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Lighting Abroad

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thoughtsauce
Lighting Abroad
on Jul 19, 2006 at 11:23:31 am

I'm going to be shooting in Bosnia this fall. My lighting needs will be relatively limited (mainly interviews). Aside from the plug adapter, can my regular tungsten lights work there (Lowel Rifa, tota, and Arri 150's)? Will the 50Hz electricity give me any grief?


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john sharaf
Re: Lighting Abroad
on Jul 19, 2006 at 1:58:57 pm

Thoughtsauce,

The electricity in Bosnia is 220-230 volts at 50Hz. Just replace your 120v globes with those rated for the native voltage and you're good to go. The only impact of the 50Hz will be in scenes where local flourescents and/or neon lights are included; set your shutter for a multiple of 50 to eliminate the flicker, such as 1/100th. Most HMI's can be set by swtich or automaticly sense the different voltage.

Another thing I often do for 220 countroes is make a pigtail in series so that I can plug two 120v devices together, essentailly making them one 220v device; this saves the necessity of a transformer. I do this for devices that are not voltage agnostic or for globes that do not have 220v equivilents (such as the older FAY types).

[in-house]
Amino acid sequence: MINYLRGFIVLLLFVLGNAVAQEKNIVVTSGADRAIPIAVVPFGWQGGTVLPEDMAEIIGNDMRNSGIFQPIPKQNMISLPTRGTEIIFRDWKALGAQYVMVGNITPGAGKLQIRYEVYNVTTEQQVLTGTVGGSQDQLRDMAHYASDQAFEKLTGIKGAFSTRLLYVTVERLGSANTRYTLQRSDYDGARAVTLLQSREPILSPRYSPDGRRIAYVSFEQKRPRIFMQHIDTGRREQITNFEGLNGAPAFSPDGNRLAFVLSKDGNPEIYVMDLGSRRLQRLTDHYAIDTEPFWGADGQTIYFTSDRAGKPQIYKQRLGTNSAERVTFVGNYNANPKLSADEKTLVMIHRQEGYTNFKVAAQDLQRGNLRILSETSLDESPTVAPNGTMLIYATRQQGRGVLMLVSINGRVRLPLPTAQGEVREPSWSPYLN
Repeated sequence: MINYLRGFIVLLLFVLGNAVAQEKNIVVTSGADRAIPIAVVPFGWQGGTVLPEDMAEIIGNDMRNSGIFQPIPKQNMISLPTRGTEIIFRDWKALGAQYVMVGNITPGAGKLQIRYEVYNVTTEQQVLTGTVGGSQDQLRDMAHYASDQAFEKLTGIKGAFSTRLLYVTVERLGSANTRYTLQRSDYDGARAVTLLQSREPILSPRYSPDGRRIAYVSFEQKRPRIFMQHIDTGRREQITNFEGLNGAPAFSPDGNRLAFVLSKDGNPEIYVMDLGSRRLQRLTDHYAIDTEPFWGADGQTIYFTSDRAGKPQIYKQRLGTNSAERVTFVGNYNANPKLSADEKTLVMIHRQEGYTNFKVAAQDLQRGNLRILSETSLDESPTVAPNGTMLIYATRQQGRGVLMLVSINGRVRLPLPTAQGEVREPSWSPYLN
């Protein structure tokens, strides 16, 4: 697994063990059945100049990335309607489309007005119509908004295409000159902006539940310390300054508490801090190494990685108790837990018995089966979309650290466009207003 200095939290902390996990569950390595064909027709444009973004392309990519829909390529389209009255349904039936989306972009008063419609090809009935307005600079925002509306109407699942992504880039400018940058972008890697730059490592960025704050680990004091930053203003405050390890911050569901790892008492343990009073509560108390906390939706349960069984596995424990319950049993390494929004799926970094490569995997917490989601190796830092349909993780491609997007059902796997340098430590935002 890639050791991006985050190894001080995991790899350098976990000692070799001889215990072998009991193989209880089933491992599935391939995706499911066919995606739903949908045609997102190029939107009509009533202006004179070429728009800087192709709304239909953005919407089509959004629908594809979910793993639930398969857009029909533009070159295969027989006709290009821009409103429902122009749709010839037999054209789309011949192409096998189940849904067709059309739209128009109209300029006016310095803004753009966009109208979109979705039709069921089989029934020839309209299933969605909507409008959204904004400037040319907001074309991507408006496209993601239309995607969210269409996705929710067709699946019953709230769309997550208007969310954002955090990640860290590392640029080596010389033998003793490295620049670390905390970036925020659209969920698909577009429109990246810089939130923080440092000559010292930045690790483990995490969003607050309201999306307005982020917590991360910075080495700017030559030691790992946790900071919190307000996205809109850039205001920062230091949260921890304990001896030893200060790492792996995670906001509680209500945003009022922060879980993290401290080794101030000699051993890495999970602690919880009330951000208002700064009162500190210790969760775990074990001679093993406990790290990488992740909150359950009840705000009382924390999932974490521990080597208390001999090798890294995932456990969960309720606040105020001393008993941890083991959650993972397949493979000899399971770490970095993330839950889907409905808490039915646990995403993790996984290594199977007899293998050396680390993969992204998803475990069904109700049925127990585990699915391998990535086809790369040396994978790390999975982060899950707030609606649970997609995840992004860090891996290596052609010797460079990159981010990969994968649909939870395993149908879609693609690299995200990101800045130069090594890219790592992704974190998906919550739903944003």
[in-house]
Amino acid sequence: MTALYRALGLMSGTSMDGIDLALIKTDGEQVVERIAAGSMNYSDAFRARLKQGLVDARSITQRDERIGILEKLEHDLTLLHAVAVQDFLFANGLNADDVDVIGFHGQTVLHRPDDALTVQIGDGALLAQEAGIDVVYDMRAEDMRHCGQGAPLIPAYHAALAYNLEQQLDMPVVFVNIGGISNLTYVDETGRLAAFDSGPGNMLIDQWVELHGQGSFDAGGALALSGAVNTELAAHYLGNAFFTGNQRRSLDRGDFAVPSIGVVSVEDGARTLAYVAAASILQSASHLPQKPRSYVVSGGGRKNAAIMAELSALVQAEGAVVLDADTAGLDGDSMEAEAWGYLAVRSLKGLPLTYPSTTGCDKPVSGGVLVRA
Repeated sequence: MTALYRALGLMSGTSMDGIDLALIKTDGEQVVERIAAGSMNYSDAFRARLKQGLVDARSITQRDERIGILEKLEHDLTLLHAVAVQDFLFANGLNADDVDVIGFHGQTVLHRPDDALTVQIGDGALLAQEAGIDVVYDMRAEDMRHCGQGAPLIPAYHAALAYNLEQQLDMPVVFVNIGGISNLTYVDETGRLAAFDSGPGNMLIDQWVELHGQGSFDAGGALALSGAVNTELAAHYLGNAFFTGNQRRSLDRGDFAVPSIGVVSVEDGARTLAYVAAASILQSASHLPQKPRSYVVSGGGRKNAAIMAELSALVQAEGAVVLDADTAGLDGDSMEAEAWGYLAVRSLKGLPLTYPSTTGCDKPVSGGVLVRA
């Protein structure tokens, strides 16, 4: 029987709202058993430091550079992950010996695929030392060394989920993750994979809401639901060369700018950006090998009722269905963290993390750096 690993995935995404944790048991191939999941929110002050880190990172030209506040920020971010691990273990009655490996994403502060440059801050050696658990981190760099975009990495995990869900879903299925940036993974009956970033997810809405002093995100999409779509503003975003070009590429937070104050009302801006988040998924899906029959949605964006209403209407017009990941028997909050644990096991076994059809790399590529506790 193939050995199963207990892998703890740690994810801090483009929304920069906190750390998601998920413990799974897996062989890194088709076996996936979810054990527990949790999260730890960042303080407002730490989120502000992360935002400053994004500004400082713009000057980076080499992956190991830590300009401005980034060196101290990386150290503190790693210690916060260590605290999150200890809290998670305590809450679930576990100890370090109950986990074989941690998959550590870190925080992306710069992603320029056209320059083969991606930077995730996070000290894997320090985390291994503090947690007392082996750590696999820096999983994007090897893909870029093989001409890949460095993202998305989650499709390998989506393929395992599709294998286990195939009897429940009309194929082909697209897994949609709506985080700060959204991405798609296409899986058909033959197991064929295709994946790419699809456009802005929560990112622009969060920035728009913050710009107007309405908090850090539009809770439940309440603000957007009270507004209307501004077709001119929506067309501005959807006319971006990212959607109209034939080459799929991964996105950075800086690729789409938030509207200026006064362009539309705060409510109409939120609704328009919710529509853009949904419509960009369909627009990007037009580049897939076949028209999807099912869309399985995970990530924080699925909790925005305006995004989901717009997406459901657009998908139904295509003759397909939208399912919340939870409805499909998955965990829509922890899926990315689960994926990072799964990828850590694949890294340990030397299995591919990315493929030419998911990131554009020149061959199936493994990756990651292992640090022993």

Bon Voyage!


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Bob Cole
Re: Lighting Abroad
on Jul 20, 2006 at 9:33:38 pm

[john sharaf] "make a pigtail in series"


John, how does this work exactly? Do you have to have all the units turned on before powering up the line? Is there any danger, if you don't have one of the 110 units turned on, of blowing out the bulb on the first one you turn on?

-- Bob C


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john sharaf
Re: Lighting Abroad
on Jul 21, 2006 at 12:02:23 am

No danger! Both units (whatever they are) turn on only when both are plugged in and turned on - essentailly when the circuit is completed. It a very low cost, elegent solution to the 220 power problem.

JS


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Bob Cole
Re: Lighting Abroad
on Jul 21, 2006 at 3:32:41 pm

[john sharaf] "Both units (whatever they are) turn on only when both are plugged in"


Thanks. I should have figured that out from your description of wiring in SERIES. I guess you could even wire it up as a little receptacle box, leaving the input wire trailing out of it for the local plug.

-- Bob


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